Before picking up Empire of Monsters (affiliate link), I was aware of Warren Publishing, and I had heard of Vampirella, Creepy, and Famous Monsters of Filmland, but I knew nothing about James Warren, the man behind the magazines. Bill Schelly’s book was an interesting and informative biography that appealed to me in ways I wasn’t expecting.
Prior to starting my legal career, I had a brief career in journalism. Warren’s experiences as a New York-based magazine publisher in the '50s and '60s really appealed to my interests in the history of journalism and media. As Warren was building his business, his path crossed many well-known media personalities in New York, including photographer Diane Arbus, whose photo he published, famed crime scene photographer Weegee, and Gloria Steinem, whose career in publishing started at Warren Publishing. Terry Gilliam, of Monty Python fame, was an assistant on Harvey Kurtzman’s Help!, a magazine that Warren published.
Warren was also inspired by Hugh Hefner, early in his career. In fact, an obscenity charge was filed against him for publishing a less risqué Playboy knockoff.
Schelly does an excellent job describing Warren’s rise, fall, rise, and fall over the decades. He tells the fascinating story of a man who was driven to succeed in publishing, constantly looking for the next big thing, and desirous of, and a bit indulgent in, success. The portrait Schelly paints of Warren shows him to be a complex and conflicting character. He could be both friendly and gregarious and also secretive and combative. Schelly’s excerpt of Warren’s speech at the New York Comic Art Convention in 1971 is both hilarious and depressing in its skewering of the industry and fans and in its relevance today.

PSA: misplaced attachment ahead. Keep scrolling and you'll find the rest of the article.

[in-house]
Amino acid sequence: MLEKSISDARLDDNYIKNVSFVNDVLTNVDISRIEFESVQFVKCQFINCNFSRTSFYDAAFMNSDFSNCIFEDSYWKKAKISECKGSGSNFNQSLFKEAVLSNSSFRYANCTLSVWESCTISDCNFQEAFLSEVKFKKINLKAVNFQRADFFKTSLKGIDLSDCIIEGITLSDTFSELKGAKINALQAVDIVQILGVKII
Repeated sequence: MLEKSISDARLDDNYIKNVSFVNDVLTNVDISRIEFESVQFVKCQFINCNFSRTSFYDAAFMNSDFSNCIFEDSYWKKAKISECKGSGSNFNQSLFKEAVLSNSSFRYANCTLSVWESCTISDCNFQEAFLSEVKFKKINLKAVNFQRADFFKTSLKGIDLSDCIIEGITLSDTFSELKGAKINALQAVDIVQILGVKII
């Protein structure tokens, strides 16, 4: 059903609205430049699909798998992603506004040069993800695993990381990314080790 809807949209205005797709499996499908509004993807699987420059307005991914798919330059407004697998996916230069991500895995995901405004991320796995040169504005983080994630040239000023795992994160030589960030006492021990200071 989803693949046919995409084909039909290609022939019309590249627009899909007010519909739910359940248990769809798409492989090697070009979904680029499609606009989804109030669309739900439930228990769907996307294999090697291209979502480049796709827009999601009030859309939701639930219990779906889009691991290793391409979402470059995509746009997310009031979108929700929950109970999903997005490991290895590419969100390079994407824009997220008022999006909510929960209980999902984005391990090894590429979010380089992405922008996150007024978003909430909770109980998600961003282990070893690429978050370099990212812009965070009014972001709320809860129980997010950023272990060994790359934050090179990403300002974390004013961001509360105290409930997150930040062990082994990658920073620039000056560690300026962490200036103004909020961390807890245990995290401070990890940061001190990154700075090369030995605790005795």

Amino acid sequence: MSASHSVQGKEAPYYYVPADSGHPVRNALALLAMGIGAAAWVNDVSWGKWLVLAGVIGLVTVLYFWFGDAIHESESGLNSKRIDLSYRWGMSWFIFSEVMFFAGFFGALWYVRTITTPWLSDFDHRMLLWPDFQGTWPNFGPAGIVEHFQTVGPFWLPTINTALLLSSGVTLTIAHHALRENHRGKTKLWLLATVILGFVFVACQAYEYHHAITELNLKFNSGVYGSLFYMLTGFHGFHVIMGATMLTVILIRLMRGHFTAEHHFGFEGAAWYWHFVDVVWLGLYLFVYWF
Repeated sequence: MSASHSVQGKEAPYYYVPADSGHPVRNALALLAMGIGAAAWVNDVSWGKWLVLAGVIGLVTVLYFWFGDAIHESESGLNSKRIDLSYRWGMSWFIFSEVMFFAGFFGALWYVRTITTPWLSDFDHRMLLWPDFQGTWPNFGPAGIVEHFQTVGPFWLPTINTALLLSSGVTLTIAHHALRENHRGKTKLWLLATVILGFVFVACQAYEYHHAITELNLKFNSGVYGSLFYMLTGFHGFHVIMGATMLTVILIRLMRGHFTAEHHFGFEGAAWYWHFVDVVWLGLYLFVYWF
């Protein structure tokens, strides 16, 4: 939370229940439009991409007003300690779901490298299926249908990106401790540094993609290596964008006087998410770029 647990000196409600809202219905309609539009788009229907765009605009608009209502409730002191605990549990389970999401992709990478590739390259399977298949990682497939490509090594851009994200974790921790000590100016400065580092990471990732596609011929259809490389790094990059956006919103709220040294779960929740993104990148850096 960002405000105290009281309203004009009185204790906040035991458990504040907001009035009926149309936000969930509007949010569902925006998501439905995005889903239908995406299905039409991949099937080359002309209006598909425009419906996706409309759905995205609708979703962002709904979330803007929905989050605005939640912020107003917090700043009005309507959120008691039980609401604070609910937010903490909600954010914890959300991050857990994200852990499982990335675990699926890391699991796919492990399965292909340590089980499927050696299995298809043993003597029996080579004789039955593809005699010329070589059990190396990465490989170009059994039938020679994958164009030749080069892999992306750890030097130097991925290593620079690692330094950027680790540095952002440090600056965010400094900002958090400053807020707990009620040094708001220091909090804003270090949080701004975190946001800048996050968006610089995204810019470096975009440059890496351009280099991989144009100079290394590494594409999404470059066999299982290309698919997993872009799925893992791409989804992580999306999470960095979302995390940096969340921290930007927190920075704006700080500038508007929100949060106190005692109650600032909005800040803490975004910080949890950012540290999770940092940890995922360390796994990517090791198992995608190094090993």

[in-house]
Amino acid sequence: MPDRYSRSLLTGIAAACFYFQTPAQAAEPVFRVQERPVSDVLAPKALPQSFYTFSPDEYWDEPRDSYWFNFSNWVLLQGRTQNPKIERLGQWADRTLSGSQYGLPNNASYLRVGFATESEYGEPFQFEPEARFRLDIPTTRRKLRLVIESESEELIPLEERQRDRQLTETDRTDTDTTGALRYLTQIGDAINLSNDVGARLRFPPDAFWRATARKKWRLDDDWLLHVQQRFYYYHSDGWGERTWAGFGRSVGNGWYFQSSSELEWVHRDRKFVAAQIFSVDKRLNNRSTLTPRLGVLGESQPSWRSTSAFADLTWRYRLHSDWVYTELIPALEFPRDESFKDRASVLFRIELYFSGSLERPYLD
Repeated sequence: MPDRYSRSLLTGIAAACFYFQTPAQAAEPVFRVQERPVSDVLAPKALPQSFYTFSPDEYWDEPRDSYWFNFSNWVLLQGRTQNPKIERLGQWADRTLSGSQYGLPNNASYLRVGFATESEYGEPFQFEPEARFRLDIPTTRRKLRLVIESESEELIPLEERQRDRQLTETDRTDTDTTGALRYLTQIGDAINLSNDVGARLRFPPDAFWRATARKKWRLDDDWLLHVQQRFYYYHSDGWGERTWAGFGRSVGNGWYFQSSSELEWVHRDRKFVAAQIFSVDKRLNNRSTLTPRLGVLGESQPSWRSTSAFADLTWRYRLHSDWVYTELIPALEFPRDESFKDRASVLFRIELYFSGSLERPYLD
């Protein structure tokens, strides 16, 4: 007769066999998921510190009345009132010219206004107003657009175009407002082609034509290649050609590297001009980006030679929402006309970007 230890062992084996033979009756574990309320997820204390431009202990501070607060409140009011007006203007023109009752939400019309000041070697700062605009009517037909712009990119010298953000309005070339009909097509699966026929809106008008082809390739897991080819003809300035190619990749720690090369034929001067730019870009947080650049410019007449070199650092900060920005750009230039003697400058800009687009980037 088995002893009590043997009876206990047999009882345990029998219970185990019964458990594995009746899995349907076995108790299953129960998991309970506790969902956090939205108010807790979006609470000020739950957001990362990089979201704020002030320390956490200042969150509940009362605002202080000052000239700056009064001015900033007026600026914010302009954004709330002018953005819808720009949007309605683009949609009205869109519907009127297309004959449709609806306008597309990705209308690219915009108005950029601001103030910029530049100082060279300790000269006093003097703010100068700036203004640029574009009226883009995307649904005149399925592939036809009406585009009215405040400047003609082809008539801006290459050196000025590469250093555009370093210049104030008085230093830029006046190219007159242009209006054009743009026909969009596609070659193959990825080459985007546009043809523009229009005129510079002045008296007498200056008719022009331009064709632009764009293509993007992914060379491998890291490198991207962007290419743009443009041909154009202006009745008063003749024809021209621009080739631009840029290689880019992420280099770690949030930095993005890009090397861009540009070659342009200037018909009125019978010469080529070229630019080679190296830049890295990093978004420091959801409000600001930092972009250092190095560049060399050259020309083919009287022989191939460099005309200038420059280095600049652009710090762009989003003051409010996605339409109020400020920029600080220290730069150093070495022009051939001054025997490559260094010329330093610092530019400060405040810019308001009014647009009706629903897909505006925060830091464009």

Warren’s magazines hosted a who’s-who of comic creators over the years—sometimes launching them, and sometimes harboring them from industry burnout. Over the years, names such as Frank Frazetta, Bernie Wrightson, Neal Adams, Archie Goodwin, Alex Toth, Wallace Wood, Louise Simonson (Jones), and many others worked for Warren.
I particularly enjoyed the behind the business aspects of this book. Reading about how Warren built his publishing business, how he had to juggle finances to get his magazines started, and during lean years keep them afloat, was fascinating. It was also interesting to read about the variety of deals Warren would make with his writers and artists regarding pay and returning original artwork. I found a particular passage illuminating. During an interview later in life, Warren describes creative people as childlike and lacking in business sense. While on its face, the comment might seem mean spirited, he was merely acknowledging that creative people have a different mindset than business people, and the two may clash because of it. He also recognized his role in the business as someone who creates work for creatives.
The book recounted many of Warren’s legal issues, including how Warren tried to protect the title Eerie before another publisher could use it. (It recounted this as a copyright problem, but it really should have been a trademark issue.) It was also revealed that Warren did not have his writers and artists cash checks with a “work-made-for-hire” notice on the back, as was common at DC and Marvel. Instead, he just acted like he owned the works and would republish at will. There were also interesting tales involving a copyright lawsuit filed against Warren Publishing by Harlan Ellison, and, after Warren Publishing collapsed, a chapter on Warren’s lawsuit against Harris Publishing over the rights to Vampirella and other intellectual property assets.
Empire of Monsters is a well-researched and well-written account of an interesting figure in comic book and magazine publishing. It is a worthwhile read for anyone seeking to learn more about these industries and this era of publishing.